...[C]apitalism, embodied within transnational corporations, does not require upbeat nation-states to thrive. They’re doing beautifully regardless of the drag of some of the world’s biggest countries. Worldwide, several major stock markets have recently set new records; meanwhile, nation-states sustain abnormally high unemployment levels and badly deteriorating finances.
By Yves Engler - May 28th, 2013
If the Harper government were honest about its policies, it would proclaim for all to hear: “Our goal is to make the rich richer”...Many Canadians would agree that has been the effect of Conservative domestic policies, but may be surprised to learn the extent to which it is also true in international affairs.
A certain idiot rear-guard action is being proffered by foot-draggers who see in natural gas and fracking oil deposits a new Jerusalem. Writing in Smart Money, a stepchild of the Wall Street Journal, Reshma Kapadia makes the case that “enormous new oil and gas discoveries under American soil are having a game-changing impact on the entire economy.” He’s no doubt dead right. Dead, right? We can indeed be fossil-fuel dependent. All we have to do is give up our water-and-environmental dependency.
What can't go on forever, won't. No one's sure when. Eventually the music stops. When that happens, watch out. Signals provide clues.
Central banks run today's world. Major ones matter most. Money printing madness controls everything. Love doesn't make the world go round. Liquidity-driven markets reflect the power of bankers to do it.
In Marinaleda, he has promoted equal wages policies, scrapped the police force and offered mortgages on previously state-owned properties, which cannot be sold on for profit, of just €15 a month.
On May 2, Obama named Froman his new US trade representative. He's a former Harvard law school classmate. He's currently a key adviser.
May 04, 2013 - Znet
When nations such as Greece, Spain, Portugal and Italy tried to slow down the rate at which their debts were rising, the results were absolutely devastating. A full-blown economic depression is raging across southern Europe and it is rapidly spreading into northern Europe. Eventually it will spread to the rest of the globe as well.
By Ingo Schmidt - May 1, 2013
Austerity is the only policy game in town at this point in the core capitalist countries. But it has growing doubters amongst ruling elites and is deeply resented by the working classes. In the zones of severe crisis, the free market ideology is losing even more credibility...An upsurge in right-wing populism in many countries...is one of the expressions of the deep crisis of legitimacy that is befalling neoliberal capitalism in the midst of continuing economic crisis and another sharpening of economic inequalities.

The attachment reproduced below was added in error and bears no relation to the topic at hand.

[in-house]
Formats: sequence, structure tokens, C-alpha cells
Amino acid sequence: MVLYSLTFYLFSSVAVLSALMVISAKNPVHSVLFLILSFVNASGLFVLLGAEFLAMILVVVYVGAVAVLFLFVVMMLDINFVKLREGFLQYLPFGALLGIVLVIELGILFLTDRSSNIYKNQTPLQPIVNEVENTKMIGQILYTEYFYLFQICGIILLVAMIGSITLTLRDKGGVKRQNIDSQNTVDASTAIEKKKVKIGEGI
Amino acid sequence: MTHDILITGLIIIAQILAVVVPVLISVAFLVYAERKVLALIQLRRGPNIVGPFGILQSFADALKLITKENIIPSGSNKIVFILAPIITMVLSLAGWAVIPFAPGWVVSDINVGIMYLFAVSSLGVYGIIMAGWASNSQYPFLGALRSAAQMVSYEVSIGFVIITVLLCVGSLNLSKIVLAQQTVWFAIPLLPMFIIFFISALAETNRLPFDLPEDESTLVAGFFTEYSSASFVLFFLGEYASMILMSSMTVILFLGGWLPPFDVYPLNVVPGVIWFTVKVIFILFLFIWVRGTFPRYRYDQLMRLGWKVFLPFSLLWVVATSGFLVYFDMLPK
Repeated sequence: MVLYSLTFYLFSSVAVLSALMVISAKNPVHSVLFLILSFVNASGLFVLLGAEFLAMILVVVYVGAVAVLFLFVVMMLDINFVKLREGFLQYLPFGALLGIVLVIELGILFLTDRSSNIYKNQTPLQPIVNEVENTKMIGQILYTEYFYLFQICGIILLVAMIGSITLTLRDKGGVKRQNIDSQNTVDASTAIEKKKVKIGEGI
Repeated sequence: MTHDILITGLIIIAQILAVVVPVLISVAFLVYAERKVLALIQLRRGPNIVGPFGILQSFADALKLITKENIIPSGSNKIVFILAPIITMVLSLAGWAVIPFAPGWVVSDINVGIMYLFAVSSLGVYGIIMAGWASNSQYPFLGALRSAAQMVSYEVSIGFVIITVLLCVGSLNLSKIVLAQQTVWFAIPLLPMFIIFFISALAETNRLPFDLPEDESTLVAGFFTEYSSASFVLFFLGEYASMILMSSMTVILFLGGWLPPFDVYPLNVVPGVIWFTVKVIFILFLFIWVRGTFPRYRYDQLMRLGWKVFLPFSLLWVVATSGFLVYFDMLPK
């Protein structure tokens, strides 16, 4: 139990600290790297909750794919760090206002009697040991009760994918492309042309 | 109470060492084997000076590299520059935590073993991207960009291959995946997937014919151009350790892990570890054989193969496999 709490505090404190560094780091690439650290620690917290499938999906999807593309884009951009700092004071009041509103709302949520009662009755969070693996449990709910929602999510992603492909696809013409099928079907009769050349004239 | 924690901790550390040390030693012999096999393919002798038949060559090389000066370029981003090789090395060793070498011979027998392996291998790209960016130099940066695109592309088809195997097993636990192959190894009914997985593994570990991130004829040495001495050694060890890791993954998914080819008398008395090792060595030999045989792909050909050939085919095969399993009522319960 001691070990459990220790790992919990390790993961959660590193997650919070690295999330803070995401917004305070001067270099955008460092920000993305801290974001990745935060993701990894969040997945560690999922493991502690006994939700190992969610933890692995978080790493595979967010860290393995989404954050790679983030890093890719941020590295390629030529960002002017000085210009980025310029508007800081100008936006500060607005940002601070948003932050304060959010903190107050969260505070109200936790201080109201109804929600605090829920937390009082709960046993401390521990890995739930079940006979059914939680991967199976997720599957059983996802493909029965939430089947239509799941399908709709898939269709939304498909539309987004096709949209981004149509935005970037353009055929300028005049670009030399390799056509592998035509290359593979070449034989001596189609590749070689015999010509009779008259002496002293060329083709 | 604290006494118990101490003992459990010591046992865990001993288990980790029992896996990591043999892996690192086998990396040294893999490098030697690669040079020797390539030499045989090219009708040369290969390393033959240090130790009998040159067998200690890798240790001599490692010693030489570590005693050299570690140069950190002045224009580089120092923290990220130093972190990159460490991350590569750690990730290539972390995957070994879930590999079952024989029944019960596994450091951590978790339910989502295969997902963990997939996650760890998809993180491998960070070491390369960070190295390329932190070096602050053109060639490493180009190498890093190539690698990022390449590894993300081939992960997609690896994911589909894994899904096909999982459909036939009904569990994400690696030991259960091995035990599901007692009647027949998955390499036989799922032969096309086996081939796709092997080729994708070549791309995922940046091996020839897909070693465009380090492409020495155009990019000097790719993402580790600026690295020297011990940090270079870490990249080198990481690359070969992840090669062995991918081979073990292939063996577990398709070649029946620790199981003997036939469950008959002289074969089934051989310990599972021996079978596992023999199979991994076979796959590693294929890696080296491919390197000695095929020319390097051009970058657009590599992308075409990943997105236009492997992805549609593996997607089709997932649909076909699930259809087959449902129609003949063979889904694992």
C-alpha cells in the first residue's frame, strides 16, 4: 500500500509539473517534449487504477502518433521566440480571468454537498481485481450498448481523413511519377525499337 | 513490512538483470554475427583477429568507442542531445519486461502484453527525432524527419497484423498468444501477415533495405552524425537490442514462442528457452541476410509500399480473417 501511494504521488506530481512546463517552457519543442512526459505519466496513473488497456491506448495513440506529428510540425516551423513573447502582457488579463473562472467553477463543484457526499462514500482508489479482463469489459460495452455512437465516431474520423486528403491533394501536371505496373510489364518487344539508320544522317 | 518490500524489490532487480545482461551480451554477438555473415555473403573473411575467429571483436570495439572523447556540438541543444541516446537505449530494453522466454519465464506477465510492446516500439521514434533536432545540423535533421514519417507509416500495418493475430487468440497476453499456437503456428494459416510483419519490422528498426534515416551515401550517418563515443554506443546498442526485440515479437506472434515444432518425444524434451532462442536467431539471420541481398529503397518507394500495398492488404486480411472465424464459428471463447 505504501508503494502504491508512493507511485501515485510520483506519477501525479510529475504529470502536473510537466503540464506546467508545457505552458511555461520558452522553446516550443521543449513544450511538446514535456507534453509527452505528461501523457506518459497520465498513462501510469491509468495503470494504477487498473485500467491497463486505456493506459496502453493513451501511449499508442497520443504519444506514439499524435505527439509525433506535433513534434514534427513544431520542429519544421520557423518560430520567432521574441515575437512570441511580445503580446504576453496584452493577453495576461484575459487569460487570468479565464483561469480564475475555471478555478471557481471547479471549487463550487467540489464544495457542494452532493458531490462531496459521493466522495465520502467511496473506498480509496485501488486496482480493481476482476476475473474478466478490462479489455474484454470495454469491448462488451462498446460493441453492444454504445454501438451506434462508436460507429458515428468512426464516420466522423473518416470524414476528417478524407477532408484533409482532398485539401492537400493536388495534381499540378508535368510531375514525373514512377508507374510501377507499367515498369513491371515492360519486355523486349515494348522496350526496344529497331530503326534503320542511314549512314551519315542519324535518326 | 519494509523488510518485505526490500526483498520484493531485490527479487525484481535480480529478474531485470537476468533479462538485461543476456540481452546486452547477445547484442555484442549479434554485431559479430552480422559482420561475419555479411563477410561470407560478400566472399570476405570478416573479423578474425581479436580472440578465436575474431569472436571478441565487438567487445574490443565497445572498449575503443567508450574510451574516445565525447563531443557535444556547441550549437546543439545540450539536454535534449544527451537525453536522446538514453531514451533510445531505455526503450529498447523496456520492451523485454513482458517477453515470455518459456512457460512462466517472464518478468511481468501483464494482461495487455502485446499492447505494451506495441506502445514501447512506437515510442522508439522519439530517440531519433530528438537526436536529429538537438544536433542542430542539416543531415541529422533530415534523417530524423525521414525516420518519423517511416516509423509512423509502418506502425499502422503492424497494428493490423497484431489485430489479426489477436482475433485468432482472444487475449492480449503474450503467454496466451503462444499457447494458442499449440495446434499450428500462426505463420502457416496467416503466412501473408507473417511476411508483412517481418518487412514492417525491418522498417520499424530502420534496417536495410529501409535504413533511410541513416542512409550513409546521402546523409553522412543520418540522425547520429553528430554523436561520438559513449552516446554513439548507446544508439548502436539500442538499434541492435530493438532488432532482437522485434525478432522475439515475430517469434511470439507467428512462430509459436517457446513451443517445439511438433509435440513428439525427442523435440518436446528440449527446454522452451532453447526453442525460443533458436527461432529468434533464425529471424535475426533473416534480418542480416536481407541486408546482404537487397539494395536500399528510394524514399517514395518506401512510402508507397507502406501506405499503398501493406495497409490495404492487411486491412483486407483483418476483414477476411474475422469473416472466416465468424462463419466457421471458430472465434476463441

By Alejandro López - WSWS
Spanish people have come to dread governmental announcements made on Fridays after the Council of Ministers meeting. The weekly custom is for Deputy Prime Minister Soraya Sáenz de Santamaría of the ruling Popular Party (PP) to announce cuts in public spending, tax increases and new attacks on the living standards of workers.
By Dana Gabriel
ACTA is part of the international agenda of patent, trademark and copyright lobbies. The agreement favours big businesses over individual innovators and creators. It was designed to protect the interests of multinational corporations at the expense of fundamental civil rights. ACTA is being used by the U.S. to pressure other countries into adopting a new global standard for intellectual property enforcement. The supranational treaty would impose draconian laws which threaten the sovereignty of member nations.
By David Bush - April 22, 2013
The problem is that this reading of austerity as not working papers over the political trappings of the word "working". Who is austerity supposed to be working for? What is it supposed to be fixing? The point here is that the very understanding of social policy as a politically neutral undertaking should be questioned. Austerity is a political answer...to a series of political and economic problems. So when we question austerity, we do it from a political position whether we realize it or not.
It is for now. Don't bet against it longer term. Value eventually wins out. Gold's secular bull market continues. Experts believe it has a long way to go.
It's getting hammered. In August 2011, it rose above $1,900 an ounce. It was an all-time high. At midday April 15, it was $1,364. It's a 28%+ decline.
If job creation kept pace with typical expansions, another 4.2 million Americans would be working. Instead, hundreds of thousands drop out monthly. Hard times get harder. America's indeed on a fast track toward third world status.